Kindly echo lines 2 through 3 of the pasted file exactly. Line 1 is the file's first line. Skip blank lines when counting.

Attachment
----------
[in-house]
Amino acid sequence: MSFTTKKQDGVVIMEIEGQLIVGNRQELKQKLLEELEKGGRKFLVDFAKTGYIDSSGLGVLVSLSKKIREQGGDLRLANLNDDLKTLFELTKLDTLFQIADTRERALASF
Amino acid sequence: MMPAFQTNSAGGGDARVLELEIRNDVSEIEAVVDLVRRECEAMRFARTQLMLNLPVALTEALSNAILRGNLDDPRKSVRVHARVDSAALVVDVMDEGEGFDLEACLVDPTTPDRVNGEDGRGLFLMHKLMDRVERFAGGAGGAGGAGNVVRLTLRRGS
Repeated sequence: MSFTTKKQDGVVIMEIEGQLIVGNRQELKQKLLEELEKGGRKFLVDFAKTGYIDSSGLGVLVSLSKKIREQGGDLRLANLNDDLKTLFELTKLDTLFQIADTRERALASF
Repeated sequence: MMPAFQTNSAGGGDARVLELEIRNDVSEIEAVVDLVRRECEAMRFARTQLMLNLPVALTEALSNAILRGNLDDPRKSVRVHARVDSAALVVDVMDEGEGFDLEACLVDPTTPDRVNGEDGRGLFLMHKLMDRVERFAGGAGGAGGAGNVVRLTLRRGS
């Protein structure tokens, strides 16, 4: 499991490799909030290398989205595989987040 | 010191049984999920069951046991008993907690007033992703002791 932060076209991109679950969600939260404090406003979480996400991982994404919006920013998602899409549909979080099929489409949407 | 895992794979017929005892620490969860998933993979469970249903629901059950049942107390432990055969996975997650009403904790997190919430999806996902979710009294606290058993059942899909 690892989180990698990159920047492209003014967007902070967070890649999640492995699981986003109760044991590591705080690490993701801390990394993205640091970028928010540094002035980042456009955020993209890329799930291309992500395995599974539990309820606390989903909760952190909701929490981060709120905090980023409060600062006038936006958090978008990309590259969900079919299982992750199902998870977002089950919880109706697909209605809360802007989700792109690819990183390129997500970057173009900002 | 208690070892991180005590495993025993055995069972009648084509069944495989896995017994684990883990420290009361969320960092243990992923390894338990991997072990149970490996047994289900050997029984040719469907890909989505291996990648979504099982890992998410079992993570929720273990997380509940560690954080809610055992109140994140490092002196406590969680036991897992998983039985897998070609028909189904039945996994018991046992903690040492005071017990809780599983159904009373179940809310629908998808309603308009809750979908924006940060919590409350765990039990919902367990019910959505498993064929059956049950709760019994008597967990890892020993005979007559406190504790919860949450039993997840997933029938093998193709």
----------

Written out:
Amino acid sequence: MSFTTKKQDGVVIMEIEGQLIVGNRQELKQKLLEELEKGGRKFLVDFAKTGYIDSSGLGVLVSLSKKIREQGGDLRLANLNDDLKTLFELTKLDTLFQIADTRERALASF
Amino acid sequence: MMPAFQTNSAGGGDARVLELEIRNDVSEIEAVVDLVRRECEAMRFARTQLMLNLPVALTEALSNAILRGNLDDPRKSVRVHARVDSAALVVDVMDEGEGFDLEACLVDPTTPDRVNGEDGRGLFLMHKLMDRVERFAGGAGGAGGAGNVVRLTLRRGS